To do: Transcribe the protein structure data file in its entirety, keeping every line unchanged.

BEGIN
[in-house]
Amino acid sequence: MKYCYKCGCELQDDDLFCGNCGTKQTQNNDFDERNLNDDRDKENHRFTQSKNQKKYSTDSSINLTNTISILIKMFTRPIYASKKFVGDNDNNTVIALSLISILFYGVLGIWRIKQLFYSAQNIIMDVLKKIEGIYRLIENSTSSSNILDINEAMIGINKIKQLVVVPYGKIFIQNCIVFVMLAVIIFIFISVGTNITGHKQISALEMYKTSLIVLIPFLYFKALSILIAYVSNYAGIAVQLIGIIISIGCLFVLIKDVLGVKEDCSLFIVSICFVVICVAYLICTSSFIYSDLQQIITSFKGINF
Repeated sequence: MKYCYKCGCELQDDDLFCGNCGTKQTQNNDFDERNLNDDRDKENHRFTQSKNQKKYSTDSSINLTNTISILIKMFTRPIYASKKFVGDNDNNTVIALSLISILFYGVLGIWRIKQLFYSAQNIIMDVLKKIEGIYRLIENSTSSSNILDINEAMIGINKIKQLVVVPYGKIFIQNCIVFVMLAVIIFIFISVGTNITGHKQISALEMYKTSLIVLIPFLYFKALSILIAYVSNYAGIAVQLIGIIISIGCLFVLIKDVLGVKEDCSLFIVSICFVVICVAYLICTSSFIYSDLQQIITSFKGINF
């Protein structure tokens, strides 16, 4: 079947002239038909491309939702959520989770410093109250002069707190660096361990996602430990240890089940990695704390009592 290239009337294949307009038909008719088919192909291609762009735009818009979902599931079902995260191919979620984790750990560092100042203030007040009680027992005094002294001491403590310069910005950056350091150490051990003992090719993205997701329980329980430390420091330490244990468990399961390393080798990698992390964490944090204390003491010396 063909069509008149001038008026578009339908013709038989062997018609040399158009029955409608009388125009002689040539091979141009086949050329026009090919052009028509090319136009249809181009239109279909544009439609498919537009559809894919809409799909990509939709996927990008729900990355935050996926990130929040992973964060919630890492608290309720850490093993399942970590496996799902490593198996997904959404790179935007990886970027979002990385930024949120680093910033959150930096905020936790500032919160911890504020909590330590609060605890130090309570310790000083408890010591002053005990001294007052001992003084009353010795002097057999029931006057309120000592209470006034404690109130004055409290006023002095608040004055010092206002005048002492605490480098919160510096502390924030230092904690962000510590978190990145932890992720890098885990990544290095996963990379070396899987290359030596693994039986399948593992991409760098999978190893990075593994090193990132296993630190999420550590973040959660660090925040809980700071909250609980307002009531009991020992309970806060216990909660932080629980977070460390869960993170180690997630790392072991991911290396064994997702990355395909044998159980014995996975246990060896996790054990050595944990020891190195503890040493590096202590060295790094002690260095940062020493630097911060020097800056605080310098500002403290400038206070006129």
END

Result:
[in-house]
Amino acid sequence: MKYCYKCGCELQDDDLFCGNCGTKQTQNNDFDERNLNDDRDKENHRFTQSKNQKKYSTDSSINLTNTISILIKMFTRPIYASKKFVGDNDNNTVIALSLISILFYGVLGIWRIKQLFYSAQNIIMDVLKKIEGIYRLIENSTSSSNILDINEAMIGINKIKQLVVVPYGKIFIQNCIVFVMLAVIIFIFISVGTNITGHKQISALEMYKTSLIVLIPFLYFKALSILIAYVSNYAGIAVQLIGIIISIGCLFVLIKDVLGVKEDCSLFIVSICFVVICVAYLICTSSFIYSDLQQIITSFKGINF
Repeated sequence: MKYCYKCGCELQDDDLFCGNCGTKQTQNNDFDERNLNDDRDKENHRFTQSKNQKKYSTDSSINLTNTISILIKMFTRPIYASKKFVGDNDNNTVIALSLISILFYGVLGIWRIKQLFYSAQNIIMDVLKKIEGIYRLIENSTSSSNILDINEAMIGINKIKQLVVVPYGKIFIQNCIVFVMLAVIIFIFISVGTNITGHKQISALEMYKTSLIVLIPFLYFKALSILIAYVSNYAGIAVQLIGIIISIGCLFVLIKDVLGVKEDCSLFIVSICFVVICVAYLICTSSFIYSDLQQIITSFKGINF
């Protein structure tokens, strides 16, 4: 079947002239038909491309939702959520989770410093109250002069707190660096361990996602430990240890089940990695704390009592 290239009337294949307009038909008719088919192909291609762009735009818009979902599931079902995260191919979620984790750990560092100042203030007040009680027992005094002294001491403590310069910005950056350091150490051990003992090719993205997701329980329980430390420091330490244990468990399961390393080798990698992390964490944090204390003491010396 063909069509008149001038008026578009339908013709038989062997018609040399158009029955409608009388125009002689040539091979141009086949050329026009090919052009028509090319136009249809181009239109279909544009439609498919537009559809894919809409799909990509939709996927990008729900990355935050996926990130929040992973964060919630890492608290309720850490093993399942970590496996799902490593198996997904959404790179935007990886970027979002990385930024949120680093910033959150930096905020936790500032919160911890504020909590330590609060605890130090309570310790000083408890010591002053005990001294007052001992003084009353010795002097057999029931006057309120000592209470006034404690109130004055409290006023002095608040004055010092206002005048002492605490480098919160510096502390924030230092904690962000510590978190990145932890992720890098885990990544290095996963990379070396899987290359030596693994039986399948593992991409760098999978190893990075593994090193990132296993630190999420550590973040959660660090925040809980700071909250609980307002009531009991020992309970806060216990909660932080629980977070460390869960993170180690997630790392072991991911290396064994997702990355395909044998159980014995996975246990060896996790054990050595944990020891190195503890040493590096202590060295790094002690260095940062020493630097911060020097800056605080310098500002403290400038206070006129």